11. Drevets DA, Leenen PJM, Greenfield RA. Invasion of central nervous system by intracellular bacteria. Clin Microbiol Rev. 2004;17(2):323-47.

    12. Mahajan SK, Rolain JM, Kanga A, Raoult D. Scrub Typhus Involving Central Nervous System.Emerg Inf Disease J.2010;16(10):1641-43

    13. Digra SK, Saini GS, Singh V, Sharma SD,Kaul R. Scrub Typhus in Children: Jammu Experience. 12(2):95-97. URL:

    14. Moron, C. G., V. L. Popov, H. M. Feng, D. Wear, and D. H. Walker. 2001. Identi?cation of the target cells of Orientia tsutsugamushi in human cases of scrub typhus. Mod. Pathol. 14(8):752-759.

    15. MVS Subhalaxmi, Naval Chandra, Ved Teja et al. Scrub typhus-experience from a South Indian tertiary care hospital. BMC Infectious Diseases 2012, 12(Suppl 1):77

    16. Prakash A, Acharya AS, Jain N, Bhattacharya D, Chhabra M. Scrub typhus- an emerging public health problem in Delhi. IJMS DOI-

    17. Silpapojakul K, Ukkachoke C, Krisanapan S, Silpapojakul K. Rickettsial meningitis and encephalitis. Arch Intern Med. 1991 Sep; 151(9):1753-7.

    18. Kim DE, Lee SH, Park KI, Chang KH, Roh JK. Scrub typhus encephalomyelitis with prominent focal neurologic signs. Arch Neurol. 2000 Dec; 57(12):1770-2.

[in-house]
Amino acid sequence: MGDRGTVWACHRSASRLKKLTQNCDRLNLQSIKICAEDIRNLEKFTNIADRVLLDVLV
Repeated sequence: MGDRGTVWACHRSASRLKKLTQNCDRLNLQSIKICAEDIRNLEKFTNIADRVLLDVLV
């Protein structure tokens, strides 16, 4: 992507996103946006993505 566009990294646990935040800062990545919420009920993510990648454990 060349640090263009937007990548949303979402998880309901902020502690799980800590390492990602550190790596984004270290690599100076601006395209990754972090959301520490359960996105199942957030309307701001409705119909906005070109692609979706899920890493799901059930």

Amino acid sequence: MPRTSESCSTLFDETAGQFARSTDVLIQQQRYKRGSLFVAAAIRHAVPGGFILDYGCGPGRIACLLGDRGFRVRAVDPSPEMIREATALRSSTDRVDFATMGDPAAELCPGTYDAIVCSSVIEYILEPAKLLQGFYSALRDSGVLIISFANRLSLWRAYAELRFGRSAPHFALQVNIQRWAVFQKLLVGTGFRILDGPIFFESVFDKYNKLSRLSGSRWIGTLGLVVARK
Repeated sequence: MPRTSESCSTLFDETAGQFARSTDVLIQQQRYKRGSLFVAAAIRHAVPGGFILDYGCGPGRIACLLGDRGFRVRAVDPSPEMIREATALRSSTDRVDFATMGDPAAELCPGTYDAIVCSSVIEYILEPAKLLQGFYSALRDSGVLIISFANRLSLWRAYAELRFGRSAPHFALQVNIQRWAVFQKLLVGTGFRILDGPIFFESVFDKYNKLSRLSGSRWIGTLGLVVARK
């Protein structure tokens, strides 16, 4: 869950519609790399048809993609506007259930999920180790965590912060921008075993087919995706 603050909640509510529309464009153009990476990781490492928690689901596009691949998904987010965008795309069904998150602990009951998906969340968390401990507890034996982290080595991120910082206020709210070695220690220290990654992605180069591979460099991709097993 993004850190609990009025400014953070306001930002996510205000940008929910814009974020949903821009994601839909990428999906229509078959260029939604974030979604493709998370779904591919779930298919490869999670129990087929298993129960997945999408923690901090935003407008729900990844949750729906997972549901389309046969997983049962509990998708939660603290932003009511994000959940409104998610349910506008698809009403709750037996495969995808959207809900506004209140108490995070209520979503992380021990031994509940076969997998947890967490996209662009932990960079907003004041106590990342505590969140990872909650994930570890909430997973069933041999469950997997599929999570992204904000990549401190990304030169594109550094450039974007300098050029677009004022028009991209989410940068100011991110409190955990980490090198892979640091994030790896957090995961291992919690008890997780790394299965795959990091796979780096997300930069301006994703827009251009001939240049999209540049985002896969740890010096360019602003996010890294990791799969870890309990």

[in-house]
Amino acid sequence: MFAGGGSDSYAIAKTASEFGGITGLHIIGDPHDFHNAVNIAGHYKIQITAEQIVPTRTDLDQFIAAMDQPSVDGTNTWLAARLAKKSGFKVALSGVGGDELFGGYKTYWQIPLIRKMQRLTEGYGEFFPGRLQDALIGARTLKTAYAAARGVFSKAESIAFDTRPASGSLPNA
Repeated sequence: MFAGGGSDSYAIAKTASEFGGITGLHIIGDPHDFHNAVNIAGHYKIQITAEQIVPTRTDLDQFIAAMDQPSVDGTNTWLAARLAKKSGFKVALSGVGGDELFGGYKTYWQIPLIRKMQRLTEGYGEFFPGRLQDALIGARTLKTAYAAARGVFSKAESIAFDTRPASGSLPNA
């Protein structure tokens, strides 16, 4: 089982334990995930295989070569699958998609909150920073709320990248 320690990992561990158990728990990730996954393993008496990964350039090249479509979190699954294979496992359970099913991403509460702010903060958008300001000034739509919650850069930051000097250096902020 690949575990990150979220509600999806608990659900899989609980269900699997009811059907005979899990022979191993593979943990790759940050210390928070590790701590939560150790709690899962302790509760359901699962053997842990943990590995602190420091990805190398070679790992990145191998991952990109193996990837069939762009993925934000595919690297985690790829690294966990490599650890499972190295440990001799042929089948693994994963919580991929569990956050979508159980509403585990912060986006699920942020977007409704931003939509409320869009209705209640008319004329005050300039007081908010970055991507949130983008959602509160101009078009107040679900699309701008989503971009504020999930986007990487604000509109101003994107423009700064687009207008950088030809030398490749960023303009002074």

19. Yang SH, Wang LS, Liang CC, Ho YH, Chang ET, Cheng CH. Scrub typhus complicated by intracranial hemorrhage - A Case report. Tzu Chi Med J. 2005;17:111-14.

    20. Digra SK, Saini GS, Singh V, Sharma SD,Kaul R. Scrub Typhus in Children: Jammu Experience.;12(2):95-97.

    21. Pai H, Sohn S, Seong Y, Keem S, Chang, WH, Choe KW. Central Nervous System Involvement in Patients with Scrub Typhus. Clinical Infectious Diseases 1997; 24(3):436-40.

  • Citation formats


    Malik, R., Sharma, S., Gupta, R. & Sehgal, R. (2014). Severe condition of Scrub Typhus Meningo-encephalitis in a child: a case report from Delhi, India. Medical Science, 2 (3), 126-129. Retrieved from


    Malik Richa, Shobha Sharma, Ratan Gupta, & Rachna Sehgal. " Severe condition of Scrub Typhus Meningo-encephalitis in a child: a case report from Delhi, India." Medical Science [Online], 2.3 (2013): 126-129. Web. 30 Sep. 2014


    Malik R, Sharma S, Gupta R, Sehgal R. Severe condition of Scrub Typhus Meningo-encephalitis in a child: a case report from Delhi, India. Medical Science. 2014; 2(3): 126-9. Available at:

    Creative Commons License
    This work is licensed under a Creative Commons Attribution-NonCommercial 4.0 International License.

Citation formats

Article history

Received : - Aug. 8, 2015

Accepted : - Feb. 20, 2015

Published : - Feb. 20, 2015

First submission : - View


Peer review report : - View

Copyright : - View

Ethical Permission letter : - View